Humanity at a Crossroads: New UN Report Shows Failure to Meet Global Biodiversity Targets

Today [15th September 2020] the UN Global Biodiversity Outlook 5 report was published. It is the third report to be released within a week that details our destructive relationship with nature. The report highlights the crossroads humanity now faces – we must take action now to conserve our planet before it’s too lateIt confirmed that none of the 20 of the global Aichi Biodiversity targets, which were set in 2010 with the intention of reducing the decline of our natural world, were achieved.   

Our planet and its ecosystems provide us with many vital life-sustaining services, from the air we breathe, to the water we drink and the food we eat. It is in all of our interests to protect and restore our natural world. The report urges policymakers to shift away from the current “business as usual” approach by adopting eight transitions that focus on the value of biodiversity and the need to restore ecosystems in the interests of humanity.  

One of these focuses is on sustainable freshwater through improving water quality, protecting habitats, controlling invasive species and safeguarding connectivity. Often forgotten, the dire circumstances that our freshwater environments are facing has never been more apparent. For example, a shocking analysis published earlier this year found that migratory river fish populations have declined by 76% in the past 50 years.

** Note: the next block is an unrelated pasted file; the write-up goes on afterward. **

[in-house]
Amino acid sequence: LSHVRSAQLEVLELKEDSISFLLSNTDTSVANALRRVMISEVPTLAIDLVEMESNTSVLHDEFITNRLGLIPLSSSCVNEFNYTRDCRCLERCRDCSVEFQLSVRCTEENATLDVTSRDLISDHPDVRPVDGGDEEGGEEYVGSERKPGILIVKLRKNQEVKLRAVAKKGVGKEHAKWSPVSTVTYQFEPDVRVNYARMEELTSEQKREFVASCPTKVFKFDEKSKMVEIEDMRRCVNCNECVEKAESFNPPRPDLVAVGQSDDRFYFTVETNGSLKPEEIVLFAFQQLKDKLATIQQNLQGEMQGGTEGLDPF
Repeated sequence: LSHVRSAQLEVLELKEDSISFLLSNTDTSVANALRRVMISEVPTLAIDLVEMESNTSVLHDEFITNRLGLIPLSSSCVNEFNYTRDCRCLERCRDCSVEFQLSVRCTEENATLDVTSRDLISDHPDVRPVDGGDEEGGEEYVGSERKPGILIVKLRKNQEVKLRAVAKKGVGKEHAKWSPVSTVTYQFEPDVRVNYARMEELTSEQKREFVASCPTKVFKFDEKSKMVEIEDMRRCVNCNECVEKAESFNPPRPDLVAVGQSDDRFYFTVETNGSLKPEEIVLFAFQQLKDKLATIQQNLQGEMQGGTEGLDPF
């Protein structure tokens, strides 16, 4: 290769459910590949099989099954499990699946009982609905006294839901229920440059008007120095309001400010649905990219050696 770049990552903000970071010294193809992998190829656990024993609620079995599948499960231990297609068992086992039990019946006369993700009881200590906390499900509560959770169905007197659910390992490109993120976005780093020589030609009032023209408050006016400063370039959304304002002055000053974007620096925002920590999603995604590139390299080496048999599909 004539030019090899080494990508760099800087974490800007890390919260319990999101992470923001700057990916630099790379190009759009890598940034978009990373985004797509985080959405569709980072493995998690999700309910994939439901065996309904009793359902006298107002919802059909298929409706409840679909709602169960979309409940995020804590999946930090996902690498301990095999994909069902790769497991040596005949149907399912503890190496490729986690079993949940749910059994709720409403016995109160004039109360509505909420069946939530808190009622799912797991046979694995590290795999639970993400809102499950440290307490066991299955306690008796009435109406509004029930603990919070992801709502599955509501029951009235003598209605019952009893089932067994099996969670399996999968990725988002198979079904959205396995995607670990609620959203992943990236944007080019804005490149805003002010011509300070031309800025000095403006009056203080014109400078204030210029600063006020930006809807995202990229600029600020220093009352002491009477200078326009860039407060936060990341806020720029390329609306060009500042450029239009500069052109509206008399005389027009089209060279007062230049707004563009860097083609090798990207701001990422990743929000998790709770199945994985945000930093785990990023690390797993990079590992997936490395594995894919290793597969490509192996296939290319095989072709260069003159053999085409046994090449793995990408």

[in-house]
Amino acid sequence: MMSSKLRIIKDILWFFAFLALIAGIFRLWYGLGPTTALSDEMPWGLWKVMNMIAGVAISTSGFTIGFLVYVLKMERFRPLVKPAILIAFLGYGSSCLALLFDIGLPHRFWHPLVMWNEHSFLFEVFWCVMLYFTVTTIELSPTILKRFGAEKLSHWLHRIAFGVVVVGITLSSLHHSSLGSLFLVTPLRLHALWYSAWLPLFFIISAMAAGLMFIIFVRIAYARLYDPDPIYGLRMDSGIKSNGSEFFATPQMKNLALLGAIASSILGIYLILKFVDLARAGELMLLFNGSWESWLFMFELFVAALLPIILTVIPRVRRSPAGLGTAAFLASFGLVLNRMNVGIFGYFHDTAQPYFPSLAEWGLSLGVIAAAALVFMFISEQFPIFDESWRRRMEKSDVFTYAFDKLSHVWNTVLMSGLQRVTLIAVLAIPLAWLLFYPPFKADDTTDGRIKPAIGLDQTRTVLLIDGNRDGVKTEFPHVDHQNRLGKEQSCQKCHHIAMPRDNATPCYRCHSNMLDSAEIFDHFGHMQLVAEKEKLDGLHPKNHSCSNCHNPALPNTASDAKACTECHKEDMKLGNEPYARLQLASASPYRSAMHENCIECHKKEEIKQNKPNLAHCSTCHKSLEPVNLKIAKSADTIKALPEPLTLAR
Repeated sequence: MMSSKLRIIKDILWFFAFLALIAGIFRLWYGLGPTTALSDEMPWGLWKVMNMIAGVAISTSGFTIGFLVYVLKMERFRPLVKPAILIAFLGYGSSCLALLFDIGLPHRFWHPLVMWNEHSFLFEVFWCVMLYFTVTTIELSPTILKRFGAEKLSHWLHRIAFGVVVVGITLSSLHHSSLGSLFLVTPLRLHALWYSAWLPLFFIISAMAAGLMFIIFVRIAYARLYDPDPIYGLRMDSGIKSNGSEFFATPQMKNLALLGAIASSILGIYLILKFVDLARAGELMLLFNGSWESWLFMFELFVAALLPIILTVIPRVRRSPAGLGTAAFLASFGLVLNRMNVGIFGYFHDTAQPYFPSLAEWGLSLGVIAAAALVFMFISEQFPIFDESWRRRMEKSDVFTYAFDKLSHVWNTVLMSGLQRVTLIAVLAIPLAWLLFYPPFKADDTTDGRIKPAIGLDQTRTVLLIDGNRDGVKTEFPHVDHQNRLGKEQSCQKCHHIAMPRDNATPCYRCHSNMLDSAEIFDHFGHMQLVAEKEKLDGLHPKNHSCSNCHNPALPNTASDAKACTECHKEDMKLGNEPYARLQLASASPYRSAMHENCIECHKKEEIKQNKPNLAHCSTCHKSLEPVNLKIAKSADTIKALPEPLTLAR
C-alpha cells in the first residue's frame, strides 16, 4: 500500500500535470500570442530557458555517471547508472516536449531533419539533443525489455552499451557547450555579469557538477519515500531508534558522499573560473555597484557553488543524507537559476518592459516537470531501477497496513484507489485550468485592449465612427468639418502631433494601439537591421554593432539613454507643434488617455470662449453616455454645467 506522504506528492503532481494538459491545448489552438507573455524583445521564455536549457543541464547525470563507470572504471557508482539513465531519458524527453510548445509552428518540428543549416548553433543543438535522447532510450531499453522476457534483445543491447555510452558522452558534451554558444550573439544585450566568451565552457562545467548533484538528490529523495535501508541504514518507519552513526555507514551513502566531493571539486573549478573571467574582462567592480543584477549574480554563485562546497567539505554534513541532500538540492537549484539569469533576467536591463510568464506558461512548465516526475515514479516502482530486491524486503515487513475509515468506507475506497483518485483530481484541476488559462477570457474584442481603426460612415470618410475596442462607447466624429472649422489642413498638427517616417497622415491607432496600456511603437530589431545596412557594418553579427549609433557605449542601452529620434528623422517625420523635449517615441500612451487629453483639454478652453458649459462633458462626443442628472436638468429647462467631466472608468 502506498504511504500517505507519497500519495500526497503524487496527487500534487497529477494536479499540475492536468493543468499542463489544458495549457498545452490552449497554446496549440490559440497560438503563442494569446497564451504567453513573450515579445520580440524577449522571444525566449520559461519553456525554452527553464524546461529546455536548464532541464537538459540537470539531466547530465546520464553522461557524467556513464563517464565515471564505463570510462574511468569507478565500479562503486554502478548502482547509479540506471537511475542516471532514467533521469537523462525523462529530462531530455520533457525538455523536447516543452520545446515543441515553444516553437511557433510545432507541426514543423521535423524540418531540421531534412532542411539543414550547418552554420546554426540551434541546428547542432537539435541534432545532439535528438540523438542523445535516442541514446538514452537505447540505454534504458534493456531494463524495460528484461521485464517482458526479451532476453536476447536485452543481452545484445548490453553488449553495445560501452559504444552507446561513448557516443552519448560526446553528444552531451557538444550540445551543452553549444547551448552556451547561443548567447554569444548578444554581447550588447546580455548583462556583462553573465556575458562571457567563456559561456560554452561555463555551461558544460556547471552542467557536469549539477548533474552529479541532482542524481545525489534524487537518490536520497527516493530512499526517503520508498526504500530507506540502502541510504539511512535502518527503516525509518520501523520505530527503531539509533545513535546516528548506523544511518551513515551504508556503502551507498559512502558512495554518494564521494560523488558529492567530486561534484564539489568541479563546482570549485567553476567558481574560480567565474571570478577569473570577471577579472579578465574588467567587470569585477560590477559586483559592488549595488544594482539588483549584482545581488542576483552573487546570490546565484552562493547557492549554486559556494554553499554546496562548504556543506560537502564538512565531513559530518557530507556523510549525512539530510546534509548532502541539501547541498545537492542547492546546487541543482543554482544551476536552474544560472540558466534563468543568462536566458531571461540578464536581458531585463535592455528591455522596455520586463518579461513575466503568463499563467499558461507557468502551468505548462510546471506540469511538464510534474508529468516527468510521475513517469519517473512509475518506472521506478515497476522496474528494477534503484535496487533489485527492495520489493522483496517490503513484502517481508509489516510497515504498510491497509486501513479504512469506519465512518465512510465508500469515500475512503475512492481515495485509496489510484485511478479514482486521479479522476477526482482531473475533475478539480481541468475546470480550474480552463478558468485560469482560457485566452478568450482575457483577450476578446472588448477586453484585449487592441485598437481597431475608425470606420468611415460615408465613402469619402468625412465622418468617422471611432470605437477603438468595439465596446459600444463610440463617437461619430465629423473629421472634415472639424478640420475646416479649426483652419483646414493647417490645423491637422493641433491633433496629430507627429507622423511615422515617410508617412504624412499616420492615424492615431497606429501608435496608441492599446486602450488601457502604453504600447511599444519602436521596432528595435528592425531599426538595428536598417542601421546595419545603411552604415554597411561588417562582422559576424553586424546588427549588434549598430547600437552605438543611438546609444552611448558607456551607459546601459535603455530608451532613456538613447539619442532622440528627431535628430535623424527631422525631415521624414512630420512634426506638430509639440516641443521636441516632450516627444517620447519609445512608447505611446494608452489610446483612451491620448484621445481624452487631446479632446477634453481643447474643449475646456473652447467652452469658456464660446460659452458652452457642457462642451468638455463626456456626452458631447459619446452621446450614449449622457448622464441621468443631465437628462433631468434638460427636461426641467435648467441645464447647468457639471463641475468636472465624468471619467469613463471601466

Our freshwater environments are precious. England is home to 85% of the world’s chalk streams, and yet they face a bleak future caused by drought and over-abstraction if urgent action isn’t taken. But this isn’t an isolated example. Here in the UK there are countless cases of our Government failing to protect, and effectively manage, monitor and enforce our fragile freshwater habitats. From pollution disasters created by raw sewage being discharged into our rivers to over-abstraction, habitat destruction to the demise of iconic species like Atlantic salmon, the time is now to take a stand for our freshwater. 

The Angling Trust is passionate about not only safeguarding the future of our sport, but also ensuring the environments and species upon which it depends remain healthy for future generations. We will continue working hard with other stakeholders to hold the Government to account and lobby them to deliver on both national and international targets.  


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